If China's 7.6 percent military budget increase last year, the lowest since 2011, raised eyebrows, then the lower increase of only 7 percent announced for 2017 raised a question: Will such a low defence budget become the new normal in years to come?
The answer is probably yes. China's economy has slowed. Premier Li Keqiang anticipates GDP growth of 6.5 percent this year. For the People's Liberation Army, defence spending has to go in tandem with national economic development. This is a principle that has been upheld since former leader Deng Xiaoping told the PLA in 1985, "The real modernization of the weaponry of the military will only be possible when the national economy has laid a sound basis for it."
Will a 7 percent budget increase affect the PLA's capacity building? Yes, but in a limited way. Thanks to the PLA's strenuous modernization efforts and China's sustained investment in its defense industry over the decades, the PLA has been able to advance by leaps and bounds. The ongoing military reform, the most profound in the history of the PLA in terms of vision and audacity, will bring revolutionary changes to the PLA and make it leaner and stronger. Simply put, the PLA now can afford to have a lower defence budget.
And, if defence expenditure is an indicator of a country's security assessment, then China's lowest ever budget speaks volumes about its confidence in the world order and in the regional situation. Yes, there are many global problems ranging from the nuclear issue on the Korean Peninsula to the rise of the Islamic State terrorist group, the exodus of refugees and rising nationalism and populism in Europe and the United States, but isn't history full of similar problems in different clothing? And isn't the world today much safer than when it was always on the brink of nuclear conflict during the Cold War?
China is now closer to center stage in world affairs and what China thinks matters all the more to the rest of the world. If China believes its security environment has worsened to the degree it has to largely increase its military spending, it will be a nightmare for its neighbors. If China believes the US has taken China as enemy, then the US is China's enemy.
But in the various crises that have occurred in the past, such as Taiwan ex-leader Chen Shui-bian's call for a referendum on Taiwan "independence", NATO's bombing of the Chinese Embassy in the former Yugoslavia, the collision between Chinese and US aircraft in China's exclusive economic zone, China has continually exercised restraint and, more importantly, it hasn't changed its optimistic conclusion that although the world is far from peaceful, peace and development are still the major trends of the times.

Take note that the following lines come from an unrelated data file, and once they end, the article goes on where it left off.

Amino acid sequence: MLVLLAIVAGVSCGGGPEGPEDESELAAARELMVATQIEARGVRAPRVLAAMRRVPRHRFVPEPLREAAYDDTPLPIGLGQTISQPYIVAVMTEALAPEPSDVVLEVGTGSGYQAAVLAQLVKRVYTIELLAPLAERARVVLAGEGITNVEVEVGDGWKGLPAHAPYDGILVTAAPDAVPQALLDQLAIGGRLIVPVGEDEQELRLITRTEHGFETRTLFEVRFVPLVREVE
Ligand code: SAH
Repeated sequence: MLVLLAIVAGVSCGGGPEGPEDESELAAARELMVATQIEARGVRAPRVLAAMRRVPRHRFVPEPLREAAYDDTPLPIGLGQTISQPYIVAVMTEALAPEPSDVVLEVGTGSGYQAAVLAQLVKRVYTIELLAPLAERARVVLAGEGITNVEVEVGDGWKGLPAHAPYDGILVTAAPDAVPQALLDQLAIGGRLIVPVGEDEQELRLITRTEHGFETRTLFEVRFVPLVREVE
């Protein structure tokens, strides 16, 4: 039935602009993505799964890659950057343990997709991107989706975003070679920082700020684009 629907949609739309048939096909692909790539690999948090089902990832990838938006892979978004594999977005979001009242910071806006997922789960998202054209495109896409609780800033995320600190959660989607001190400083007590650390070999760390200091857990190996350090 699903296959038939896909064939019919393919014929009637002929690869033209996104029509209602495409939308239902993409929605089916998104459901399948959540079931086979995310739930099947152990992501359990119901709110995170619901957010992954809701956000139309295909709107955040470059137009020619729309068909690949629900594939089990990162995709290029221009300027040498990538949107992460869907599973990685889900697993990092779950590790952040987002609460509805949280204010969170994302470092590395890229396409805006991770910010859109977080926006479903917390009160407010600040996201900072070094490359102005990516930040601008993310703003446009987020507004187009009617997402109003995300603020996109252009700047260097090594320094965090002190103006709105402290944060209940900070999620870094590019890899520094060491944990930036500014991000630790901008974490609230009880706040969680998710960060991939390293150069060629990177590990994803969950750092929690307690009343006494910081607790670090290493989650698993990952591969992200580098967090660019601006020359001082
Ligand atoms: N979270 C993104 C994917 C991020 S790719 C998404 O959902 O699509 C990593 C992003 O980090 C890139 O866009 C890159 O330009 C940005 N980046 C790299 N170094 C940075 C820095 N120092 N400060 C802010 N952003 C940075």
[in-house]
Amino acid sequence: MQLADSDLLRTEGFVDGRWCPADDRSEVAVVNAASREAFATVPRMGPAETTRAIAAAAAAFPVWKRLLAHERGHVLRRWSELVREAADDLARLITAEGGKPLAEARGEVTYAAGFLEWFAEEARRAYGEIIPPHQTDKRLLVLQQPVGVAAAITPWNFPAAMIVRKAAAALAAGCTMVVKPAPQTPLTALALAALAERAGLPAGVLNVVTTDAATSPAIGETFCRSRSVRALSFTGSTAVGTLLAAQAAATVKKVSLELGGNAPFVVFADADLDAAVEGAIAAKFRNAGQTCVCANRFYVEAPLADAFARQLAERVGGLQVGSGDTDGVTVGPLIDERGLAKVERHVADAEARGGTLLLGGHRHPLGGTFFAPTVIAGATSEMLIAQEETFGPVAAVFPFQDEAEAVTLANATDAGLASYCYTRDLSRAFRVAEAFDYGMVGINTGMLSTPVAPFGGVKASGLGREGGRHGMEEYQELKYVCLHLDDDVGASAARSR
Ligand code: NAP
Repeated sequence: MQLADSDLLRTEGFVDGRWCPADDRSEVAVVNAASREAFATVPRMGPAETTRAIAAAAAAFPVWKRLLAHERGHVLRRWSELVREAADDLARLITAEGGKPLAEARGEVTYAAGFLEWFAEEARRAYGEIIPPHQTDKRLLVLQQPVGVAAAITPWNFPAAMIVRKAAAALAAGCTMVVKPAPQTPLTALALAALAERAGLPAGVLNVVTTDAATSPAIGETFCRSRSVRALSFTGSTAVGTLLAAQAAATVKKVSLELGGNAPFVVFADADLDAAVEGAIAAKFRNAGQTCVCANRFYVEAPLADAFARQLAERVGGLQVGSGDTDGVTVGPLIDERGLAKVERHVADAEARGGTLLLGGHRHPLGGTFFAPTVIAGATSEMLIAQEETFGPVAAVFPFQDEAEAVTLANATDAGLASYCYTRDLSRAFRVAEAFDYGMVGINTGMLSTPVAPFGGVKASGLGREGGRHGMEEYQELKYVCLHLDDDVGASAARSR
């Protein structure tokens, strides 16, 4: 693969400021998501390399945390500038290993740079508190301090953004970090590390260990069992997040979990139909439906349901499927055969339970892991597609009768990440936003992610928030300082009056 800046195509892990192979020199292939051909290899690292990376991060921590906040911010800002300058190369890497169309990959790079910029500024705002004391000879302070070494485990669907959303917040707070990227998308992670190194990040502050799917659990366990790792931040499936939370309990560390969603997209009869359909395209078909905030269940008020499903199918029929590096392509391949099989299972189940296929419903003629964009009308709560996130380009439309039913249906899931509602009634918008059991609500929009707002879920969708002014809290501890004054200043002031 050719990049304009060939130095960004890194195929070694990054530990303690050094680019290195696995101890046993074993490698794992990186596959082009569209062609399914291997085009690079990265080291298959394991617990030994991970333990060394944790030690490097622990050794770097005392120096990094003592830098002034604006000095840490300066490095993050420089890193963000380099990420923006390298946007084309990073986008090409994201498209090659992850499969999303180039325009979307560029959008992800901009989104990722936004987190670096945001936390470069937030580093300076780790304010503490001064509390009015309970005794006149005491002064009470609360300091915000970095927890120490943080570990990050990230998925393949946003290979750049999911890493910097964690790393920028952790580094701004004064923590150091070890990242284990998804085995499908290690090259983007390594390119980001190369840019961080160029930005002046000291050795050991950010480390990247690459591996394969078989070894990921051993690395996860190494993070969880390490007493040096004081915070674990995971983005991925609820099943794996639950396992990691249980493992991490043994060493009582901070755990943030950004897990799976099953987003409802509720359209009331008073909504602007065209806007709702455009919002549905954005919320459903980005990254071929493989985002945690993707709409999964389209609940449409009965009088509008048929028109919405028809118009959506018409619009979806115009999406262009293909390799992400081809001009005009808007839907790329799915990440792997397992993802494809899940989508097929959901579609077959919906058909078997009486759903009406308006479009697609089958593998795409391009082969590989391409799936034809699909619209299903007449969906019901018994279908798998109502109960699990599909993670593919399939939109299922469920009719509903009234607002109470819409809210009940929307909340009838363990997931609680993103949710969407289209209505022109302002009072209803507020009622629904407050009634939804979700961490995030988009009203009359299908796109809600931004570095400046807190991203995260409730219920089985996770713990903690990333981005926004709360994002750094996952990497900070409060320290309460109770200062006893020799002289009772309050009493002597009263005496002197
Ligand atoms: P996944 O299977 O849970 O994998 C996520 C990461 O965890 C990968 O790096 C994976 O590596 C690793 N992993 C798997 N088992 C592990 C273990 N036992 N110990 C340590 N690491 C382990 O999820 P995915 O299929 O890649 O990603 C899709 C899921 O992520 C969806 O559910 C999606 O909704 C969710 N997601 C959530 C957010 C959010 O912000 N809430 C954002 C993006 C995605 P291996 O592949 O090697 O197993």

China's defence budget has decreased at a time when US President Donald Trump has called for $603 billion in defence spending, a 10 percent increase in the US' defence budget, which is already more than the combined defence budgets of the eight highest defence spenders after the US. It remains to see how Trump will succeed in "rebuild (ing) the (US') depleted military" while pursuing cuts elsewhere in federal government spending. Getting NATO members to spend up to 2 percent of their GDP might be a smart idea to lessen the US' burden, but slashing funding in other areas of federal spending is unlikely to go down well at home. It looks more like robbing Peter to pay for Paul. China pursues peaceful development. Therefore it will adhere to what it has practiced over nearly four decades, that is, it will not start a war with any other country and keep its military building affordable and sustainable. Only in so doing can the PLA gain fresh momentum for continuous development and attain its goal of realizing full military modernization by the mid-21st century.
The author is an honorary fellow at the Center of China-American Defense Relations of the PLA Academy of Military Science.